Some guns have a ‘Blowback’ feature, meaning that they simulate a recoil when fired, making the shot feel more realistic. This feature can be found in both AEGs and HPAs.

The airsoft elders love a good abbreviation, so I've compiled some of the common ones below. These are all various terms for different types of guns. They're often classified by their method of power, the original they were replicated on, or whether they have blowback features or not.

  • AEG: Stands for Automatic Electric Gun. These are the most common type of airsoft guns. They run off of batteries and use a motor-driven piston assembly to shoot a bb.
  • AEP: Stands for Automatic Electric Pistol. It is an electric-powered airsoft handgun with a gearbox that can usually be upgraded and uses a rechargeable battery.
  • EBB: Stands for Electric blowback. This is often a mechanical blowback system found in AEGs.
  • GBB: Stands for Gas Blow Back and is used to describe guns that have a gas blowback system. Primarily, it is used to describe pistols, but can be used as a broad term for all gas blowback guns.
  • GBBR: Gas Blow Back Rifle. These are full-size rifles that have a blowback functionality
  • HPA – High-pressure air


Batteries, what's the difference?

So you've finally decided you're going to purchase an AEG. You've considered the options, weighed the pros and cons and you're ready to commit! Congrats! But now comes the issue of batteries. 

There are various types of batteries available for airsoft guns, each boasting about their unique properties that make your gun shoot faster, your hair shinier and your teeth whiter. As always, there are pros and cons to everything. Whatever you choose, all batteries will generally hold their charge as long as they are left disconnected from the RIF. If you leave your battery in your gun when you store it, the charge will slowly deplete and you'll eventually drain the battery. So don't do that. It's also a sensible idea to have a few, fully charged batteries with you whenever you go out to play. If your battery dies while on field, it can be quickly replaced and you can continue playing with your weapon of choice.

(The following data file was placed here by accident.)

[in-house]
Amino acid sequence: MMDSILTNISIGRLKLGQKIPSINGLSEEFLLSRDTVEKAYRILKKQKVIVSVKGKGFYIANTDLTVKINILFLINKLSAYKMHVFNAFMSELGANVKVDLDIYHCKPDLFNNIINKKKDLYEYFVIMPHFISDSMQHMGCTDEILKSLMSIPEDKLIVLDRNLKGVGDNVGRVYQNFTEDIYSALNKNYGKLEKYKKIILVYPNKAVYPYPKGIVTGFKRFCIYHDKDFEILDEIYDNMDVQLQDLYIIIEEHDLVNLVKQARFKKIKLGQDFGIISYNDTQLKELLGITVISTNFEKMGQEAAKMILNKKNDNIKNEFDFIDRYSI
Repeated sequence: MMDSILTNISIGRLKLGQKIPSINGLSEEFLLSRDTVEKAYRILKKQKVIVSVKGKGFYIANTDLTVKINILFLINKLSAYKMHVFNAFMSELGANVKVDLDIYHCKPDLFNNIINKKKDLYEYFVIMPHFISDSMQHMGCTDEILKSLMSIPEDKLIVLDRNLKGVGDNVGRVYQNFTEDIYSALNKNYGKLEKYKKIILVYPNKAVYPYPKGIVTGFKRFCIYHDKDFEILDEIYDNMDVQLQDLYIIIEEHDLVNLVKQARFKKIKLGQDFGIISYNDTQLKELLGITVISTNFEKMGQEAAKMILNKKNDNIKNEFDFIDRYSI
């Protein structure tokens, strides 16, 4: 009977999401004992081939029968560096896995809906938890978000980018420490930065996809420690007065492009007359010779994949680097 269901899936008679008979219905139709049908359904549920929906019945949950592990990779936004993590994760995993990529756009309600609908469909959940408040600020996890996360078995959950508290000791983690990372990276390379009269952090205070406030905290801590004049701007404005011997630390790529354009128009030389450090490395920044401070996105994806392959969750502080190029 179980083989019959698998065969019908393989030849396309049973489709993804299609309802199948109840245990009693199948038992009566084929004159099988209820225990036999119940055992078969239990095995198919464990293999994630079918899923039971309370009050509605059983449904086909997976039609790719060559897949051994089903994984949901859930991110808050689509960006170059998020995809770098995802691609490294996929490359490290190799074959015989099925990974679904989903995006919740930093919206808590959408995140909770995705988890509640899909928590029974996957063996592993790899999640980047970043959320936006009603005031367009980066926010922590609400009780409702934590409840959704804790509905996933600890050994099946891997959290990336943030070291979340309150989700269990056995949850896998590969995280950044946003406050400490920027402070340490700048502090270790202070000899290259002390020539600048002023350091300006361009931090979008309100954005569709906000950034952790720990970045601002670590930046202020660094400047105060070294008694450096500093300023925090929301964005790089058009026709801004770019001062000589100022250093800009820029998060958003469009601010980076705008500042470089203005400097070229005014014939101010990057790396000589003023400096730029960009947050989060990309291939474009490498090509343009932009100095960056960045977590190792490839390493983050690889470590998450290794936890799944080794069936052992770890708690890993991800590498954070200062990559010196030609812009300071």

You'll find som

NiMH (Nickel Metal Hydride)

NiMH batteries are a cheap and reliable way to power your airsoft gun and generally give a decent charge, although they may slowly discharge over time. Unlike some others, NiMH batteries allow you to recharge even if the battery is only part drained, without decreasing the overall capacity. Although slower to charge than LiPo batteries, a NiMH battery offers the safest option. If you are just getting started in airsoft a NiMH battery is perfect for you!

LiPo (Lithium Polymer)

LiPo's, on average, offer the highest voltage supply and so are a great upgrade for users with advanced airsoft guns. They allow for the highest charge in the smallest possible package and can be charged at an incredible speed. LiPo batteries have absolutely no memory issues and can be charged from a partially full state without negative effects. Although dramatically increasing capacity and voltage, LiPo batteries are less durable than NiMH batteries and are prone to failure due to charging issues.

LiPo batteries are an incredible upgrade, although are only typically used by experienced airsoft players with upgraded airsoft guns, as as they often require gun upgrades such as MOSFET units to run larger capacity LiPo batteries. If your gun does not have a MOSFET and you wish to run a LiPo battery the maximum voltage that should be used without causing harm is 7.4V.

NiCAD/NiCD (Nickel Cadmium)

Do yourself a favour and avoid these batteries. They are no longer used in modern airsoft guns. Nickel Cadmium batteries suffer greatly due to the need to discharge the battery completely before recharging. If this isn’t completed correctly a portion of the storage capacity (memory), will be lost during each charge. With the risk of exploding when charged too quickly and a tendency to slowly discharge over time Nickel Cadmium batteries should be avoided at all costs.



1. How important are goggles/face protection?